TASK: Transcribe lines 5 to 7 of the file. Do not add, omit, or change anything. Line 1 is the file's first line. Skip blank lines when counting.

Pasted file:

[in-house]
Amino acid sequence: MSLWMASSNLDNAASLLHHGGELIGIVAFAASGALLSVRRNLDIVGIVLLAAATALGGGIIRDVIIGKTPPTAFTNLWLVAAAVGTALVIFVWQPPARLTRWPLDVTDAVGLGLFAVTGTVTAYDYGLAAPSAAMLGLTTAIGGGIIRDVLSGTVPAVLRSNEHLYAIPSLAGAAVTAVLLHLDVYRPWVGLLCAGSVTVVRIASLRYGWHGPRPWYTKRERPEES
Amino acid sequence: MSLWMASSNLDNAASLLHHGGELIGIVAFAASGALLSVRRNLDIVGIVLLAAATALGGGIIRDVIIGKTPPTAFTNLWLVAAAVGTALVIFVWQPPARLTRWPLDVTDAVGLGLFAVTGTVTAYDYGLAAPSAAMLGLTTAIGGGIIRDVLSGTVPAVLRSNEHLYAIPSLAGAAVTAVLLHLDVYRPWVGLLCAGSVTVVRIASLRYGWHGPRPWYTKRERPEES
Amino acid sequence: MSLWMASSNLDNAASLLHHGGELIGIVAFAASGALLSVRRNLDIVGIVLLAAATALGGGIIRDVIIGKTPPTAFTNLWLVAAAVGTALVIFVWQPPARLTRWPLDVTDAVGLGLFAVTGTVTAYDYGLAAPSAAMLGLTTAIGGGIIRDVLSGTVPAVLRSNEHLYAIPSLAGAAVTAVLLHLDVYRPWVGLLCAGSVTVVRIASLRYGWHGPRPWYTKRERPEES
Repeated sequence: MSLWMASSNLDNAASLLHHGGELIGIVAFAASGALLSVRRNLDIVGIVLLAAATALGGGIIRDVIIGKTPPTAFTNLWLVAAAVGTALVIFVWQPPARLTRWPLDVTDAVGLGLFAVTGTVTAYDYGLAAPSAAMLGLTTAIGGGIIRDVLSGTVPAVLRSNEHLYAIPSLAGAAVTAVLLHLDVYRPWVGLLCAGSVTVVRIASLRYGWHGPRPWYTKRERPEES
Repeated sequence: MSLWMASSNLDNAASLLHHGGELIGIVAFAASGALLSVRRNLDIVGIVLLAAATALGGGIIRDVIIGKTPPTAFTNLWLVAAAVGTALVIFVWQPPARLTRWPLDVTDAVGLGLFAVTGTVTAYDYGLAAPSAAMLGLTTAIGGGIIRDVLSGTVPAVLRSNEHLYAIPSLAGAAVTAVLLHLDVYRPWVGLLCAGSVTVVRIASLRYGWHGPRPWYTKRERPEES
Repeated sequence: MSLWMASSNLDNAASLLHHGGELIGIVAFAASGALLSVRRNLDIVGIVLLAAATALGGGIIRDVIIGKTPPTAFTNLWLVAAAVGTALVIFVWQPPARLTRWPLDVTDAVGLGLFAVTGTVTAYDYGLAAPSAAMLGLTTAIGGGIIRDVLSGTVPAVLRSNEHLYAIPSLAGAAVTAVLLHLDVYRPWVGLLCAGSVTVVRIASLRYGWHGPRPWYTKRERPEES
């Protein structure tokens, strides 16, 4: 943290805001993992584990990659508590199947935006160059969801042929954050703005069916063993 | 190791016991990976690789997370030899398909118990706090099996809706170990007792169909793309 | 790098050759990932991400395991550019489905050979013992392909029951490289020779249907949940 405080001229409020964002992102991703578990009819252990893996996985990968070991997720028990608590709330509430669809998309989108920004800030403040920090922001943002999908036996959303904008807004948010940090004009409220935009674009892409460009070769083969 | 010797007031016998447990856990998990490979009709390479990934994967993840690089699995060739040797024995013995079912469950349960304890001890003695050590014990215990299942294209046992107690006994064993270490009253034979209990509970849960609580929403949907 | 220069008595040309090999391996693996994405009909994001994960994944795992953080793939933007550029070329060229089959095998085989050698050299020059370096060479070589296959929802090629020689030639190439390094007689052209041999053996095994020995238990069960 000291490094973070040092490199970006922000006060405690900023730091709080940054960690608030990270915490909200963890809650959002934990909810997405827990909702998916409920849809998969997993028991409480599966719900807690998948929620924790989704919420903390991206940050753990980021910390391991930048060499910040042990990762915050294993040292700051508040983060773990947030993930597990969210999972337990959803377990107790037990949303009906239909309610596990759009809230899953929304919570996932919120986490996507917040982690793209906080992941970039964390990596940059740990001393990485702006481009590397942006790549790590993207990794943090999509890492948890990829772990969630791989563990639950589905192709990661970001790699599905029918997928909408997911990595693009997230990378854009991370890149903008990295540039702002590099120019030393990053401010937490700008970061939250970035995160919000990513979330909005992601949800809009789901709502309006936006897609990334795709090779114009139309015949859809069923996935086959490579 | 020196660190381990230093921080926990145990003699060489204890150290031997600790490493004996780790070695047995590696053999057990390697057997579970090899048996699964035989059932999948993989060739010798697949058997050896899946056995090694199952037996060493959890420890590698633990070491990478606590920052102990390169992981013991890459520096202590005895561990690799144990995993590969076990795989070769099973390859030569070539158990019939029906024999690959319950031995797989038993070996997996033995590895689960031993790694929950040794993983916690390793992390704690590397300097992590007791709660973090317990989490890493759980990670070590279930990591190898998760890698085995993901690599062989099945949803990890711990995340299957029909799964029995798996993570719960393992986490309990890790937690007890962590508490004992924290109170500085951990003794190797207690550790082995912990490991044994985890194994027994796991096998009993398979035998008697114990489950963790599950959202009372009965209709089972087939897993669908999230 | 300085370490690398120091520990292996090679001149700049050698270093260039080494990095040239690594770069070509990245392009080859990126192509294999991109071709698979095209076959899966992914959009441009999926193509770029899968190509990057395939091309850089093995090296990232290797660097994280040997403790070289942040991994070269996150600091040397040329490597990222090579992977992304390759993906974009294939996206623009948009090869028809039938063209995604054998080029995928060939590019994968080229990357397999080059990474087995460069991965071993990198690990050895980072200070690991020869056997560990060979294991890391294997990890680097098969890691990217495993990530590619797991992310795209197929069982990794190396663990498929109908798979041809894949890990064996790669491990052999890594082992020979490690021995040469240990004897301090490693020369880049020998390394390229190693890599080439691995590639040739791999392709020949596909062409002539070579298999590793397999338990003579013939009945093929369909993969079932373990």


Repeated sequence: MSLWMASSNLDNAASLLHHGGELIGIVAFAASGALLSVRRNLDIVGIVLLAAATALGGGIIRDVIIGKTPPTAFTNLWLVAAAVGTALVIFVWQPPARLTRWPLDVTDAVGLGLFAVTGTVTAYDYGLAAPSAAMLGLTTAIGGGIIRDVLSGTVPAVLRSNEHLYAIPSLAGAAVTAVLLHLDVYRPWVGLLCAGSVTVVRIASLRYGWHGPRPWYTKRERPEES
Repeated sequence: MSLWMASSNLDNAASLLHHGGELIGIVAFAASGALLSVRRNLDIVGIVLLAAATALGGGIIRDVIIGKTPPTAFTNLWLVAAAVGTALVIFVWQPPARLTRWPLDVTDAVGLGLFAVTGTVTAYDYGLAAPSAAMLGLTTAIGGGIIRDVLSGTVPAVLRSNEHLYAIPSLAGAAVTAVLLHLDVYRPWVGLLCAGSVTVVRIASLRYGWHGPRPWYTKRERPEES
Repeated sequence: MSLWMASSNLDNAASLLHHGGELIGIVAFAASGALLSVRRNLDIVGIVLLAAATALGGGIIRDVIIGKTPPTAFTNLWLVAAAVGTALVIFVWQPPARLTRWPLDVTDAVGLGLFAVTGTVTAYDYGLAAPSAAMLGLTTAIGGGIIRDVLSGTVPAVLRSNEHLYAIPSLAGAAVTAVLLHLDVYRPWVGLLCAGSVTVVRIASLRYGWHGPRPWYTKRERPEES